Malcolm Jameson –

A Mostly Astounding Career


While the title to this introduction is a rather bad pun, there is a lot of truth in it . . . There aren’t many authors who have managed as distinguished a body of work in a career that lasted only seven years. In fact, Malcolm Jameson’s career could be characterized as “astounding” for that reason alone. As for the pun . . . Well over half of his output of science fiction stories sold to John W. Campbell at Astounding Stories, far and away the top market at the time. Another eleven pieces (the bulk of his fantasies) sold to Astounding’s sister magazine, Unknown, the top marketplace for supernatural fiction. This serves as pretty clear evidence that Malcolm Jameson was very much in demand in both the fantasy and science fiction genres from the get go.

Of those stories that appeared in other markets, many do not appear to be rejects from the two Campbell-edited magazines as much as they are just not the sort of story that would appeal to Campbell (one of the most opinionated editors that the field has ever seen). Included in this collection are two stories that appeared in other markets and both are a mystery to me as to why they didn’t appear in Astounding and Unknown, respectively. The science fiction piece is “Murder in the Time World”, an early story from 1940 that would certainly have been right at home in Astounding as many of Jameson’s tales dealt with time travel and all but this one were snapped up by Campbell. The other story, “The Man Who Loved Planks” a poignant fantasy is even more of a mystery to me, as not only would it have been at home in Unknown, I’ll go out on a limb and say that it’s my favorite Jameson fantasy tale, ranking just a hair above the much more well-known “Blind Alley”. Of course, “Blind Alley” benefits from being adapted for The Twilight Zone and “The Man Who Loved Planks” would have been difficult to translate to television with 1950s technology, a shame since it was overlooked by the folks doing the more recent anthology series of weird tales such as Amazing Stories or Night Gallery. As to why this tale which seems tailor-made for Unknown wound up in the lower-paying Weird Tales will have to remain a mystery.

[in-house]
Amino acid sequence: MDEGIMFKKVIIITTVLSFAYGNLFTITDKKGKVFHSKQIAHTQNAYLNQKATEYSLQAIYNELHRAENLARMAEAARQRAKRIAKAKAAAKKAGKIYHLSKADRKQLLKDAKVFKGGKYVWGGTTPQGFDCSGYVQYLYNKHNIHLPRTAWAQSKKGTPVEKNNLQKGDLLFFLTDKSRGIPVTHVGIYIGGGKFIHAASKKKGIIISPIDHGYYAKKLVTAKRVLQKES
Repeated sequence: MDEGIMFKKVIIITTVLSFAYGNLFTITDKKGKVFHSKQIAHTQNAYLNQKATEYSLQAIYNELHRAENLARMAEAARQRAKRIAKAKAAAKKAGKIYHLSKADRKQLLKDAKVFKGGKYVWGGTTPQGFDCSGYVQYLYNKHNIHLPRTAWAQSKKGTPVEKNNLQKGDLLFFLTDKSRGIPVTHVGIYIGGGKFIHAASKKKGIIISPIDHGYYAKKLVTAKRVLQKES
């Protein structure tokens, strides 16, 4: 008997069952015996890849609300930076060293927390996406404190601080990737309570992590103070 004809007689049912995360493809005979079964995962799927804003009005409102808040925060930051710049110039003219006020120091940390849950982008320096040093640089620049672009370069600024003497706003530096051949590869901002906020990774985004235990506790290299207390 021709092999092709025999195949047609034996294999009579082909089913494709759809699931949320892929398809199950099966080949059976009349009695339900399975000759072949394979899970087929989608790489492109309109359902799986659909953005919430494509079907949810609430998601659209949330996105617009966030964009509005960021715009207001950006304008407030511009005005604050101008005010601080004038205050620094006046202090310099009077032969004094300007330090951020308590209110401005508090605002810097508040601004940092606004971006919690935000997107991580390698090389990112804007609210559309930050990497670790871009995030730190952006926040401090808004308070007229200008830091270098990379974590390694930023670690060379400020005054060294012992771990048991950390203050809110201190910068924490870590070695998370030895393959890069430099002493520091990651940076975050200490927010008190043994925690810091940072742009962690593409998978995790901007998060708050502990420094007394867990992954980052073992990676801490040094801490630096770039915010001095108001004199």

One of the sad discoveries in researching Jameson was learning that all of his papers, including manuscripts and correspondence with other authors, agent Oscar J. Friend and fans, were all destroyed in a fire back in the 1980s. I really mourn the loss of the letters, particularly those exchanged with John W. Campbell as they would be a fascinating window on Campbell’s development of both Astounding and Unknown as Malcolm Jameson was such an important piece of that puzzle.

The remaining stories in this book all hail from Jameson’s major markets, Astounding Stories and Unknown. “Philtered Power” is from 1940, early in Unknown’s run and a fine demonstration of how adept Jameson was as a fantasist as well as an author of science fiction. That this was his first attempt at fantasy is truly remarkable, as it is a slick urbane fantasy, very much the archetype of the “Unknown” style of modern fantasy, a very different thing than the sort of story seen in Weird Tales. For a relatively new writer to hit the nail on the head so perfectly the first time out is a pretty amazing feat.